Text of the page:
If I had allowed someone to support me, I might have had a witness to the most difficult years of my life. It could have turned out differently I suppose, if I’d allowed myself a companion as I ran the rare disease gauntlet with my son.
But I wasn’t able to. I was conditioned to be an island. My script featured a lone protagonist. I was a habitual rejector of offers of support.
So it was alone that I found there exists a dark place; it’s one past crying, and just this side of hysteria where you feel as if you are caught, no longer flailing, rather riding the endless whirlpool in a draining sink. The trouble coming in equals the pain draining out. In this place you have energy left and against all odds – and even your desires – you are still alive.
Yoga taught me that my body carries stress across my shoulders and in my chest. (Those of you in the know please insert chakra name here.) I could feel something more menacing than tension in the months and years during my son Adam’s treatment for the large, growth-hormone secreting pituitary tumor that caused his gigantism. My posture adopted a rolled-in shoulders, huddled-over-a-desk-studying look to it that I could not stretch out. I rode in the car bent forward. I sat at the dinner table hunched over my plate and then retreated to my bed to curl even more tightly into a fetal position. I was protecting my core, the yogis would tell me, and only psychological work and a lot of time on the mat could get me to open up enough figuratively and literally, to accept the hand my boy had been dealt. Rebuilding my identity after dedicating years to his health care would take way more than yoga and therapy.
When I started writing a book about these years, which meant looking at what had happened to us, to me, I found myself eroded. I was sleep deprived, dehydrated and poorly nourished, cramped with the constant nausea of an ongoing state of panic that took me well beyond tears into involuntary teeth and fist clenching.
I had been patrolling the perimeter of my son’s world, constantly offering up pieces of myself as bargaining chips for his future. Somewhere along the way I got divorced, moved my boys and I away from the house they grew up in, destroyed friendships and alienated myself out of gainful employment. Adam (and his brother) were my life’s work, the reason I was alive. I couldn’t see anything beyond Adam’s medical needs and trying to keep life somewhat normal for them. How could anyone help me with that? What support could someone else possibly be?
Through all of this, I stopped knowing who I was. I lost myself. Parents of kids who live with chronic and critical diseases and disorders are not quite whole anymore: they are assemblages of limitless energy, capable of morphing and moulding into whatever the medical system and their child’s symptomology demands. Rare disease Moms are first responders who have a Ph.D in their own child. We persist without self; rather possessing the burden of multiple identities, conserving energy in a unique state where tears are not allowed to deplete us and complete breakdown is out of the question. We are Mom. I am Mom.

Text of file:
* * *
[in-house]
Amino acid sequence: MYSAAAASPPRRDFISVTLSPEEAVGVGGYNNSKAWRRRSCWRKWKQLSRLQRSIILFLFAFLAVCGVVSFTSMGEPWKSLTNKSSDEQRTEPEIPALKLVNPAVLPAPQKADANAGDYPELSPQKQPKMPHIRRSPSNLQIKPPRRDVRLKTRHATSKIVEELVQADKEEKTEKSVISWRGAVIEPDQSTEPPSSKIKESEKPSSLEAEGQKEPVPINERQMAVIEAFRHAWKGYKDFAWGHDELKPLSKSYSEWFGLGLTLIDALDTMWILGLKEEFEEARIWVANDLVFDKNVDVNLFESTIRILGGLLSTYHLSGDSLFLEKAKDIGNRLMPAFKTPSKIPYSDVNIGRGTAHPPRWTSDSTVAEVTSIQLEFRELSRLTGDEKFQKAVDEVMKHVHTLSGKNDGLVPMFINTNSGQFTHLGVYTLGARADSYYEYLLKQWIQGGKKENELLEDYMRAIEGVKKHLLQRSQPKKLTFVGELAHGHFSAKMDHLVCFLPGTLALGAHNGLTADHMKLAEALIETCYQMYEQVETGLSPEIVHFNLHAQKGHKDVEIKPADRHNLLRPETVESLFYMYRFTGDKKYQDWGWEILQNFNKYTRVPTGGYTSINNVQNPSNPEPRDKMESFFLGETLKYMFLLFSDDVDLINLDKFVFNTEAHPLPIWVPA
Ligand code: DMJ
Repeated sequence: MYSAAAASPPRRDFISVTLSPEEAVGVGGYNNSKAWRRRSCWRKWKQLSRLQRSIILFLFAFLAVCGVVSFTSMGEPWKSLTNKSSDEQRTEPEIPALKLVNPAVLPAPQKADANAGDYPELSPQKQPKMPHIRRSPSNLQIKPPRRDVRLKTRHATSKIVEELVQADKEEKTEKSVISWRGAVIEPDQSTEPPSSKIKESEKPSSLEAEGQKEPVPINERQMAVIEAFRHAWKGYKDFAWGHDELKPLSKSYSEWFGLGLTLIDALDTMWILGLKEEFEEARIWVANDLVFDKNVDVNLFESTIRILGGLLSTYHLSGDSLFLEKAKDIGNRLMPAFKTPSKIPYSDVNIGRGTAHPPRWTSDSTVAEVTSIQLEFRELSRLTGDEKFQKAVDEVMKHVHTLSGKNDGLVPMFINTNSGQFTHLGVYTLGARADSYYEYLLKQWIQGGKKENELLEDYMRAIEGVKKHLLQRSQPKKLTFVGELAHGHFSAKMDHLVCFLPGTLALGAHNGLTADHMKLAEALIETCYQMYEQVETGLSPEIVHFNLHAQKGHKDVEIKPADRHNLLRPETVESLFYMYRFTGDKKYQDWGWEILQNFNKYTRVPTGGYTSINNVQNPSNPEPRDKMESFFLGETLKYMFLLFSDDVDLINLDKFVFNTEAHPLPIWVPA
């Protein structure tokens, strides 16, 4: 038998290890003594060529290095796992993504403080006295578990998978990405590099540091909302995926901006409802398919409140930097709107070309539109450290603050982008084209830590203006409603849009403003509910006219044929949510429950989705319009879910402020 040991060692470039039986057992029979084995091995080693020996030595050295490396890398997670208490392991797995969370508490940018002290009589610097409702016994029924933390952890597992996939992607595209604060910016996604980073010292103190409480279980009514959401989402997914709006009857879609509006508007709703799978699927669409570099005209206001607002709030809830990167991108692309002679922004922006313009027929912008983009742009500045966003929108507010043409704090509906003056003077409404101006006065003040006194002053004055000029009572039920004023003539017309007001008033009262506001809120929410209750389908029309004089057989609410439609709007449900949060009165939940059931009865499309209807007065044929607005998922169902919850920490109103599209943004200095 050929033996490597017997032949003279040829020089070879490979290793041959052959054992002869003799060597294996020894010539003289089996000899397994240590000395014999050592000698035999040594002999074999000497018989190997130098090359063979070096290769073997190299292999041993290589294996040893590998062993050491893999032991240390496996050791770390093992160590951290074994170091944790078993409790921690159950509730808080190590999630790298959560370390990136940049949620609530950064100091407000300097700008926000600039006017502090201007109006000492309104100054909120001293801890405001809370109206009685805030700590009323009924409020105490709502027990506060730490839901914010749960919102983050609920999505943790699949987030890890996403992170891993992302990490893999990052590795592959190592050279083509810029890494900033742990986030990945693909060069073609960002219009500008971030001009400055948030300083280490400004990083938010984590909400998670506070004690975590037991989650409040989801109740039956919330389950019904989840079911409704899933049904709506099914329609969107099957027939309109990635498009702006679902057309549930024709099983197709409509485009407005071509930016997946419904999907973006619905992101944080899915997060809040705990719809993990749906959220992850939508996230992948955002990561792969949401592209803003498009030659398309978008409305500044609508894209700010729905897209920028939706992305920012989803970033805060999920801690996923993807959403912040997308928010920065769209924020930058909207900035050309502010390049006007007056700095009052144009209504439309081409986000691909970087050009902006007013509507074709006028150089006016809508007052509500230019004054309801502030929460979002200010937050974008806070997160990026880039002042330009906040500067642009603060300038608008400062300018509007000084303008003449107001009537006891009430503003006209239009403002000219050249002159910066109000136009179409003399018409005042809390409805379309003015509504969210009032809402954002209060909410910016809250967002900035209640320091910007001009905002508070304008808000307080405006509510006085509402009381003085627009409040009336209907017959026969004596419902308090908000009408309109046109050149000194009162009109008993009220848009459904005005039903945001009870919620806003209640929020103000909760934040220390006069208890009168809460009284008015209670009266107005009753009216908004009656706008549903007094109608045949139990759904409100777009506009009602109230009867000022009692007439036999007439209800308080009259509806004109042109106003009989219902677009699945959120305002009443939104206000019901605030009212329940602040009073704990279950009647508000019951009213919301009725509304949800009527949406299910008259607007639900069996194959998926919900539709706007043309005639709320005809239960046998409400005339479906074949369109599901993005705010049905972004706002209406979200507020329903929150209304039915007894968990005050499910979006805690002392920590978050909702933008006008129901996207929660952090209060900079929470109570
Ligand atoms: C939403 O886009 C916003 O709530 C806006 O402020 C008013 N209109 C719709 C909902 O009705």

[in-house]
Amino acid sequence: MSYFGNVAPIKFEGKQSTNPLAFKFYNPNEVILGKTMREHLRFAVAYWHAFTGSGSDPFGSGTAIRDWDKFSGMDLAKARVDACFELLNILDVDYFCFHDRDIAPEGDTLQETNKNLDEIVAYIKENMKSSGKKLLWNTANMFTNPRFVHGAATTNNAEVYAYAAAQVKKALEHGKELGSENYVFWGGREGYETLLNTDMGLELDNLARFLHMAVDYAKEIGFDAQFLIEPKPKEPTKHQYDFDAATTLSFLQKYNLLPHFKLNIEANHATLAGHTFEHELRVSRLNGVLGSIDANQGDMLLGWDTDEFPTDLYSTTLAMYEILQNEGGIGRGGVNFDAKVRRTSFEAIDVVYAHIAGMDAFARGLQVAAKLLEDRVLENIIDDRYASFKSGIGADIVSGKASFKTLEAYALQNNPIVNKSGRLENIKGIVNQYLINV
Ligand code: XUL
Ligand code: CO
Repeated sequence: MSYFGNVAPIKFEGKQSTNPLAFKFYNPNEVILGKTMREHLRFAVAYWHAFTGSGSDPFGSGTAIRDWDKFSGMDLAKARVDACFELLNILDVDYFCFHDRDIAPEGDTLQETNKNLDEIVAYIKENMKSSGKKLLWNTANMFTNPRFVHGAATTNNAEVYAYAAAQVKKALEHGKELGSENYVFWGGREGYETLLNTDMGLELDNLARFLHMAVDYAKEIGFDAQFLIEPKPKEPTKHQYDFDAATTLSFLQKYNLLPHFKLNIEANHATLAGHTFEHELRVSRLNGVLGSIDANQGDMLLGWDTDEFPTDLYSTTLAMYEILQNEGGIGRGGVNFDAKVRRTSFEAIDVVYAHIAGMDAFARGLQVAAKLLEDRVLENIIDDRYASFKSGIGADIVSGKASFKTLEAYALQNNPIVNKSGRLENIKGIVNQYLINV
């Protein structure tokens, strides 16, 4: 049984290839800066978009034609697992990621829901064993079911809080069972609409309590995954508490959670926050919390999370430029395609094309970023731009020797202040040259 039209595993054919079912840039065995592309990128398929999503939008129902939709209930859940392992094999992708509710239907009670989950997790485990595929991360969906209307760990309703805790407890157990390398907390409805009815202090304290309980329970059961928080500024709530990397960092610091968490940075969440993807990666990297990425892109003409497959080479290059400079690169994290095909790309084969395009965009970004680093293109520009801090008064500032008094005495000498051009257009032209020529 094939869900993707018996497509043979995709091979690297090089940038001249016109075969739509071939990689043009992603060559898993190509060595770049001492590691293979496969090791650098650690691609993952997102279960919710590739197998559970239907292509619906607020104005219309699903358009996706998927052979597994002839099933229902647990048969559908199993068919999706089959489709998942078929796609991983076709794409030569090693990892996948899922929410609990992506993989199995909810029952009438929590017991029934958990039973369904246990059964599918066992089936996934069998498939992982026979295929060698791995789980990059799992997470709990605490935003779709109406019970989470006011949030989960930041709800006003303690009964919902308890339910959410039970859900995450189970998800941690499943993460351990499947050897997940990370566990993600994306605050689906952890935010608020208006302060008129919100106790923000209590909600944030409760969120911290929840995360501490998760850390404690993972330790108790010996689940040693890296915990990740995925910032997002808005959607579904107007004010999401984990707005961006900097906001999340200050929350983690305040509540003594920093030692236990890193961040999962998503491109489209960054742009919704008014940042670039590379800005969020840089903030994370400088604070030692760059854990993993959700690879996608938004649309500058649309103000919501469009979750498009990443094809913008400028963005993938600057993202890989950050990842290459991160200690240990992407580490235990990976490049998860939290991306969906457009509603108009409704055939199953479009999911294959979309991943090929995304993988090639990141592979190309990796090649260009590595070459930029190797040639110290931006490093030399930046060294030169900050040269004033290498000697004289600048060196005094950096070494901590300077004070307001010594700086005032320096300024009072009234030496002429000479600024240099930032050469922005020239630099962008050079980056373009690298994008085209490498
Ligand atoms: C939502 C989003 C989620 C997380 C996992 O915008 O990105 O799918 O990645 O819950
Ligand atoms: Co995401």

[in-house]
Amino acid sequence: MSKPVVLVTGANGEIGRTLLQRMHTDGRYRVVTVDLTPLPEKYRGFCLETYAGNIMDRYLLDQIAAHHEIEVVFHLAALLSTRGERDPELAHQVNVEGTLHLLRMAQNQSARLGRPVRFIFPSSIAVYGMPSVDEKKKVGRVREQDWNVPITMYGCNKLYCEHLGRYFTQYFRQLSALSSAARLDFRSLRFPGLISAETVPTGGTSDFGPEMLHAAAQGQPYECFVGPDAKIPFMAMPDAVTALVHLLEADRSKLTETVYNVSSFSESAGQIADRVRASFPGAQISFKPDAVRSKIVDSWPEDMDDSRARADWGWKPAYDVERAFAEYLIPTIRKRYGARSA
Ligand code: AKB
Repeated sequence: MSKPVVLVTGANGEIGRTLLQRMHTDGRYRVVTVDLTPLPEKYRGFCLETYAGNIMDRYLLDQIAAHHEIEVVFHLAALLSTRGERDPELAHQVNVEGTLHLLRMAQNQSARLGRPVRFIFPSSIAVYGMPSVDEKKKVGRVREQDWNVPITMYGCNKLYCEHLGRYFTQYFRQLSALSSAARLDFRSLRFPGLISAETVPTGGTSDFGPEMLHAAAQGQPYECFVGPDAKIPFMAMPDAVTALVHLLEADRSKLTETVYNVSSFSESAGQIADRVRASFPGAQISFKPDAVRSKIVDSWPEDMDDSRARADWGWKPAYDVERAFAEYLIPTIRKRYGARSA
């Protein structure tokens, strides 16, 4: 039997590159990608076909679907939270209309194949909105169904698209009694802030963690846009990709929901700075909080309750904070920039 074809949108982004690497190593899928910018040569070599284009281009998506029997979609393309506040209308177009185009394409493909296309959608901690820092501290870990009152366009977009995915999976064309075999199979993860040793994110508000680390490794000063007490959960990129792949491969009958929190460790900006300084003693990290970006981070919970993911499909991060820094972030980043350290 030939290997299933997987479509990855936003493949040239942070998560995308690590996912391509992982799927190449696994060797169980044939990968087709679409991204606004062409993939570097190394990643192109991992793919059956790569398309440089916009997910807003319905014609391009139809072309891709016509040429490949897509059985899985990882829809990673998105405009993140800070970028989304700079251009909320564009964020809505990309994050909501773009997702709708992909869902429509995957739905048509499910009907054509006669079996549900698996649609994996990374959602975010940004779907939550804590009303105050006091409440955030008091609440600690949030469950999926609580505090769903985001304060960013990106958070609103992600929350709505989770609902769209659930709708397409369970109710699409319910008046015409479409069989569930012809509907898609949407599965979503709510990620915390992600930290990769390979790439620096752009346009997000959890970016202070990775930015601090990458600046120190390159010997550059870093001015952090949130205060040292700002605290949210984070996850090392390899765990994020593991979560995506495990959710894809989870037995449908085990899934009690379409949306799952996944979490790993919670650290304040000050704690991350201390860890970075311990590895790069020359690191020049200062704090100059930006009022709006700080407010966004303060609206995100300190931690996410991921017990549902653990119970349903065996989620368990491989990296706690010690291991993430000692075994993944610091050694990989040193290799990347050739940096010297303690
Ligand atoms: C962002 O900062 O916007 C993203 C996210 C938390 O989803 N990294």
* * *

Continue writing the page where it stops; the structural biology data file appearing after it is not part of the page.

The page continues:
I remember the muscle spasms in my shoulders and lower back that I pushed through because it was too dangerous to slow down from day-to-day life and rest. I’m sure there were myriad offers of help, options for taking time away for myself. I did not want to risk it – I didn’t want to know how broken hearted I really was. Had I listened to my body, I might have seen that what I was really avoiding looking at was what was left of me.
I say thank you here to the people who tried (and tried and tried) to get me to accept their help in those years. My apologies to my best friend and my long suffering sister who bore the brunt of my self-destructive independence. I refused you all. I suffered for it. But my son had everything I thought he needed, and for me, that was what mattered.
We are a rare breed.
We are rare disease warriors.
What is a kind, well-intentioned supporter to do, then? A lot is written about what not to say or do when someone’s child is ill. I’ve written those posts too. My one piece of advice? Wait just outside the perimeter until the drawbridge drops and the gates fly open and we come running out all wild-eyed and crazy-haired, screaming “Where did my life go?” Try not to take it personally, we were busy saving our child and couldn’t see you. We would do it the same way if we had it to do over again. Love us enough to gather up what is left of us, gently pour us a cup of tea and guide us home. Even warriors need to rest.